AP: The bottom line for November – do you believe that 50 states will be able to put together a fair election, an accurate count of the public will?
ABRAMS: Yes, we can have a free and fair election if, one, we have federal investment in those state elections now. Because this is a matter not simply of will, but of capacity. What I want everyone to pay attention to is that as Democrats work to expand access to the right to vote for all Americans, Republicans are doing their level best to limit that access. Why would we want to limit access to our democracy? That should be a question every person asks.
From the NYTimes, Stacey Abrams Wants More Than the Vice Presidency:
… Traditionally, Democrats have sought a vice-presidential pick that appeals to swing voters, those suburban whites whose operative variable is not whether they show up to the polls, but whether they go blue or red upon arrival. Such a priority this year would elevate the appeal of a running mate like Senator Amy Klobuchar of Minnesota or Gov. Gretchen Whitmer of Michigan.
But there is another, oft-overlooked slice of the electorate that Ms. Abrams argues is equally crucial to the party’s success, voters who grapple with a different binary: voting Democratic, or not voting at all.
“The focus on persuasion has often been trying to persuade someone to shift from their conservative ideology to a more moderate or liberal ideology,” Ms. Abrams said in an interview. “But for voters of color, it isn’t about shifting ideology — it’s persuading them that voting actually will have an effect.”
These other swing voters, oscillating between voting Democratic or not at all, are the Americans — largely racial minorities and young people — whom Ms. Abrams has devoted her career to reaching. As she explains it, there are overt voter suppression tactics, and then there is this more insidious thread, often unwittingly perpetuated by her own party, that tells this segment of swing voters that they are less worthy of courting…
Since 2018, Fair Fight, along with its nonprofit arm, Fair Fight Action, has raised millions of dollars and funded teams at state Democratic parties across the country. In 2019, for example, Fair Fight helped Kentucky Democrats file a lawsuit that restored to the rolls some 175,000 voters who had been purged by the Republican governor. And amid the pandemic, the organization has shifted its focus to the expansion of voting by mail.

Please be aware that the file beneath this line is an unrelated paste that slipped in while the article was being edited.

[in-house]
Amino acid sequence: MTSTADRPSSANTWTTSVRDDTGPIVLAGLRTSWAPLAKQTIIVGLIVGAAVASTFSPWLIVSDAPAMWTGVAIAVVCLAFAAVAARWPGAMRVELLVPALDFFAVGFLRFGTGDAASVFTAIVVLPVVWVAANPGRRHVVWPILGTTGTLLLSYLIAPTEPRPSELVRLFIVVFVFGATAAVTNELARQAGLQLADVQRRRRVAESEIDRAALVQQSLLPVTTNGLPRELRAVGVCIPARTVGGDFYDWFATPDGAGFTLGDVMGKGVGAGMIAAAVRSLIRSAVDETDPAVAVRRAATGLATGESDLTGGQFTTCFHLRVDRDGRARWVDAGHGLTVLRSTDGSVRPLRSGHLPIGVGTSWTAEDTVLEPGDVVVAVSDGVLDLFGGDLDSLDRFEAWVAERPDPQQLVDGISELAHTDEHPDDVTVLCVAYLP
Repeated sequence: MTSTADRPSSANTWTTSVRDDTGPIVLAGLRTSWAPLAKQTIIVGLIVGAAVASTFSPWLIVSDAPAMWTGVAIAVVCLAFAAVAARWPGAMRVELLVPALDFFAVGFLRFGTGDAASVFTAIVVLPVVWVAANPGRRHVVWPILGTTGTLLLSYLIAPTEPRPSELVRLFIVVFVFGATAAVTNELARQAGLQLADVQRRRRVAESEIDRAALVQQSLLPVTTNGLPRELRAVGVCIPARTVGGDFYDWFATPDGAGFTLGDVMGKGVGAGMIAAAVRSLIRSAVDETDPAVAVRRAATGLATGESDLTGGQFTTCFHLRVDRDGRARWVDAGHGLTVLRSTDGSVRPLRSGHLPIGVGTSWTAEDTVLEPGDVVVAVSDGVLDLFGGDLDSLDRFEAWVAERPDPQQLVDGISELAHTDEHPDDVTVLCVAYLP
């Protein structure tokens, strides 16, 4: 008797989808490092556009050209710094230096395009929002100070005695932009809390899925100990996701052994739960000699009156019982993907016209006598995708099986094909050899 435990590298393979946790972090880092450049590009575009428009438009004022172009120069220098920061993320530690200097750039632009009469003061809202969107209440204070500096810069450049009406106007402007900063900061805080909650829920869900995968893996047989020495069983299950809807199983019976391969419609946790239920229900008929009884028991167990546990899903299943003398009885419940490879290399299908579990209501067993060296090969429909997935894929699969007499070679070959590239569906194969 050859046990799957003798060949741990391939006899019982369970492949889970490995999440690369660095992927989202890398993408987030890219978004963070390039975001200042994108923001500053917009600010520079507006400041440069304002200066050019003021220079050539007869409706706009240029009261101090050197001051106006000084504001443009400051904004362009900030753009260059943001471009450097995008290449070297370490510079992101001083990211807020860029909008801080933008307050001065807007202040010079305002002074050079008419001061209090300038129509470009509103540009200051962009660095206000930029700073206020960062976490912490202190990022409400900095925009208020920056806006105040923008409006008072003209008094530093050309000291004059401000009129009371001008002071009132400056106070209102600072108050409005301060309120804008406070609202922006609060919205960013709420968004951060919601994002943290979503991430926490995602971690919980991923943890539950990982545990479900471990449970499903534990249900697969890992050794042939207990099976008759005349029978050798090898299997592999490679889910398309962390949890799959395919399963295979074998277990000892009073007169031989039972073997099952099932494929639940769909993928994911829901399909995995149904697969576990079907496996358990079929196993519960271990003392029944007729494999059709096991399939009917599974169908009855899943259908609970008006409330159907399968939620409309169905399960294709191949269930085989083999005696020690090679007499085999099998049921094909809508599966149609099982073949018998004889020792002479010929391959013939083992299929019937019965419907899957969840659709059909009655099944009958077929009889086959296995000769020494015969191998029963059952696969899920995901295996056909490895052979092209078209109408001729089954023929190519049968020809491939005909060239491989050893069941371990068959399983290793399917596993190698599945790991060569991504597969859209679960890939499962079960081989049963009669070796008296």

Ms. Abrams stressed that these efforts can matter little if citizens do not buy into the act of voting itself — in other words, if the barrier to participation is not so much a law or policy but a belief that the system has never valued one’s voice to begin with…
And a coda, from Georgia native Ed Kilgore, at NYMag — If 2020 Doesn’t Make Stacey Abrams Veep, It Could Propel Her to the Governorship of Her State:
… Kemp, whose coronavirus policies have been nearly as ignorantly erratic as the president’s, is presently in the midst of an extremely perilous gamble wherein he is risking a fresh wave of coronavirus infections and deaths due to premature reopening of Georgia businesses that managed to earn a rebuke from Trump. A recent Cygnal survey of Georgians commissioned by a Republican rival showed Kemp with an approval/disapproval rating of 43/52; 54 percent of respondents gave a thumbs-down to his handling of the pandemic. Kemp’s appointee as U.S. senator, Kelly Loeffler, appointed in no small part to fund Republican-coordinated campaigns this year and in 2022 (when Loeffler, in the unlikely case she wins the November special election, would be up for a full term), has been a human dumpster fire politically, generating constant negative media coverage (fanned by Republican as well as Democratic opponents) for apparent conflicts of interest involving her and her husband’s vast wealth and stock holdings.
It’s a long way until 2022, but you have to say Brian Kemp, who ran an abrasive, borderline-racist campaign in 2018 as a “politically incorrect conservative” who enjoyed offending people, doesn’t have the sort of personality that would lift him to a second term absent a strong performance as governor. And his dubious handling of COVID-19 has given Abrams all sorts of opportunities to gain local and national attention, completely aside from her veep aspirations. She’s taken advantage of it, too…
The political landscape in 2022 will certainly depend on what happens this November; if Abrams’s party loses, with or without her on the ticket, she’ll have the consolation of the midterm advantage the “out party” normally enjoys. She’ll also have had some more time to joust with Kemp and other Georgia Republicans over voter-registration rolls and other familiar issues, and figure out how to improve on her excellent 2018 turnout operation.
Any way you look at it, the immediate future looks challenging for Georgia, and promising for the politician who may become the first woman and African-American to serve as its governor — unless she happens to be otherwise occupied in Washington.